Bestor Architecture uses primary colours
in Beats by Dre headquarters

| 6 comments
 

Los Angeles studio Bestor Architecture has completed a colourful new headquarters for Beats by Dre, following Apple's $3 billion acquisition of the headphones company (+ slideshow).

Beats by Dre headquarters by Bestor Architecture

The 105,000-square-foot Beats By Dre offices in Culver City, west Los Angeles, was designed for the company originally founded by music producers Dr Dre and Jimmy Iovine and taken over by Apple in May.

Beats by Dre headquarters by Bestor Architecture



Bestor Architecture wanted to create a sophisticated working environment for Beats' 650 employees, rather than the "adolescent-like interior that is prevalent in Silicon Valley".

Beats by Dre headquarters by Bestor Architecture

"We steered clear of the 'fun and games' aesthetic that has been recently spoofed on HBO – the whole dot com deal," founder Barbara Bestor told Dezeen. "I think office environments, Silicon Valley or not, can often be quite generic or overly branded and we really wanted to make a campus that felt diverse spatially."

Beats by Dre headquarters by Bestor Architecture

The studio collaborated with workplace consultants Loescher Meachem Architects to plan the space, organised so natural light flows through the building via skylights and atriums.

Beats by Dre headquarters by Bestor Architecture

"The design reflects the varied nature of [the company's] work from software to hardware, balancing open-plan zones with ample collaborative co-working zones woven through the core of the building," said the architects.

Beats by Dre headquarters by Bestor Architecture

Walls and structural supports are painted bright blue in one of two double-height atriums, used as a casual workspace.

Openings to other rooms on both levels are set back within faceted recesses, while clerestory windows spread light across angled sections of ceiling.

Beats by Dre headquarters by Bestor Architecture

Corridors leading from this area are completely red and feature cushioned seats within niches in the walls.

Beats by Dre headquarters by Bestor Architecture

In the centre of the building, a wooden staircase is positioned beside a long white wall opposite the cafe.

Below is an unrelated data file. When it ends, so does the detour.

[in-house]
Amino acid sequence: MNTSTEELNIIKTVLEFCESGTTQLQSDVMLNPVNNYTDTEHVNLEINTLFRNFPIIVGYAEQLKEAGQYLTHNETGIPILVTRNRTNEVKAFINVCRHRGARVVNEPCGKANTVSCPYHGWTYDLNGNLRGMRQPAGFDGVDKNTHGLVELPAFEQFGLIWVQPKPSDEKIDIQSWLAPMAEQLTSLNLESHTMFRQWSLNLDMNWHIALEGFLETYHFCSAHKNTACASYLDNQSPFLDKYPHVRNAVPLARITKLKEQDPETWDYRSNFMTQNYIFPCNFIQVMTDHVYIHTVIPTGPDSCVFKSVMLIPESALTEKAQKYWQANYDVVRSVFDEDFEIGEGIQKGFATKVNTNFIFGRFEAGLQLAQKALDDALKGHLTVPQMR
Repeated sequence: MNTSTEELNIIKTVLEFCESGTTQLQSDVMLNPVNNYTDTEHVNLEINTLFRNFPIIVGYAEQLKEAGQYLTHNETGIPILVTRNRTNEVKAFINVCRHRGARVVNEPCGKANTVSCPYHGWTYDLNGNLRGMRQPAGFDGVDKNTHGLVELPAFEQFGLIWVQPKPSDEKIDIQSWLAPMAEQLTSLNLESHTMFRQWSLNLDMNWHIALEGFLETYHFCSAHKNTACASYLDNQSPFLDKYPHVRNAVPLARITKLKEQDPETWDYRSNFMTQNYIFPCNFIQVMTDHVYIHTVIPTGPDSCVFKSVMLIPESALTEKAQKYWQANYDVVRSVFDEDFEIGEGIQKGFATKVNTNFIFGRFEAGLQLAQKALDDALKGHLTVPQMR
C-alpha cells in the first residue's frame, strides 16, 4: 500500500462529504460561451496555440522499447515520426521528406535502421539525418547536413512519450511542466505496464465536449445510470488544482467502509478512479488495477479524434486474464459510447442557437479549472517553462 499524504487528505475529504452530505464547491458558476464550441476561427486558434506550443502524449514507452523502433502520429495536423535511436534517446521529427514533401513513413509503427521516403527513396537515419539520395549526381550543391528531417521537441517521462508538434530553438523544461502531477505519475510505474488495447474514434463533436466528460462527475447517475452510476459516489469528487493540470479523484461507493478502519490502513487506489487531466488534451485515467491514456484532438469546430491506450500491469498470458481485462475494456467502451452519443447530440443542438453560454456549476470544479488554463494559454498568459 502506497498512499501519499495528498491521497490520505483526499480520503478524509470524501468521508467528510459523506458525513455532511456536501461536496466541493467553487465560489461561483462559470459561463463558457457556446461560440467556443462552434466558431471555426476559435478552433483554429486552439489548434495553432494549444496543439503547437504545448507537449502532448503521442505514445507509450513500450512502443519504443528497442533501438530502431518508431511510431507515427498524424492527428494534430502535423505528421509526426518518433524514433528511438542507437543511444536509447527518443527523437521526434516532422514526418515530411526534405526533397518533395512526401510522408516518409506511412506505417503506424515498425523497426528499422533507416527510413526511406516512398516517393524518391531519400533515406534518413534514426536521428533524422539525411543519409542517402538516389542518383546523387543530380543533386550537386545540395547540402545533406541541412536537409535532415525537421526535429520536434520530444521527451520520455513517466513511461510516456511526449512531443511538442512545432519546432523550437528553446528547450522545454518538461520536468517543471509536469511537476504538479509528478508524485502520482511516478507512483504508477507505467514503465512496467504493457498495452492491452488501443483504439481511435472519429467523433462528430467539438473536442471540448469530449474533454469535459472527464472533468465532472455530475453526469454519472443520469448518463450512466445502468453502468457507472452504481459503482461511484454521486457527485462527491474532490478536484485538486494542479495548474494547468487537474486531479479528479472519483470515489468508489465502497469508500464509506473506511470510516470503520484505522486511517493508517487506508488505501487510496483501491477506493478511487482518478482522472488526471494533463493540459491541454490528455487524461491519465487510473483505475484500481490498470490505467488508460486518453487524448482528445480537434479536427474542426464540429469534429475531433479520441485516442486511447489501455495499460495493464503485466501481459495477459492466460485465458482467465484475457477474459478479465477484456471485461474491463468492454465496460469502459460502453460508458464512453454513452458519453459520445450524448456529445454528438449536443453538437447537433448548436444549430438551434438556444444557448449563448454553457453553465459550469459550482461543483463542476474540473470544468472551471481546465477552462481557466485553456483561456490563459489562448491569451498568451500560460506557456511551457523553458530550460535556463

Beats by Dre headquarters by Bestor Architecture

"We used the wood to bring a sense of warmth to the space," project designer Daniel Rabin told Dezeen. "There is a certain tactility that comes from using natural materials that brings a sense of comfort to the environment. We wanted people to feel at home in the office in order to use the space as best as possible."

Beats by Dre headquarters by Bestor Architecture

A walkway bridges the space above the eatery, where black and white diagonal striped tiles cover sections of floor and the sides of the counter. Another staircase is lined on all sides with golden mirrored panels, which reflect the wooden treads.

Beats by Dre headquarters by Bestor Architecture

A giant aerial photograph of LA by Iwan Baan covers a wall in one of the larger spaces, while smaller versions of his cityscapes are mounted in conference rooms upstairs.

Beats by Dre headquarters by Bestor Architecture

Informal work bars are located outside these rooms, while six "project zones" across the building include floor-to-ceiling whiteboards.

Beats by Dre headquarters by Bestor Architecture

Scandinavian furniture like the Copenhague collection by Ronan and Erwan Bouroullec for Hay furnishes the courtyards, public areas and listening bars, while pieces by Muuto are scattered across the headquarters.

Beats by Dre headquarters by Bestor Architecture

"We used furniture lines from young, up-and-coming designers," said Rabin. "Lines that were not widely used in the US, but had some traction in Europe."

Beats by Dre headquarters by Bestor Architecture

Photography is by Jasper Sanidad.

  • pierre

    Finally, a corporate building that doesn’t look artificially friendly.

  • Citizen

    Why do these stories about office spaces never show the actual offices? Where do people sit to work? Cubicles? Open spaces? Rooms? All we see is a bunch of cool lobbies, conference rooms and cafeterias. These are not the places where workers spend most of their time.

  • iag

    Maybe they work in those places you mentioned. Just a thought.

  • vw

    The photos of this projects hurts my eyes… I can’t help but think that the retina stimulation would only burn more in person.

  • Kris

    This is pretty terrible.

  • James Hunt

    This looks like a sitcom vision of ‘creative headquarters’.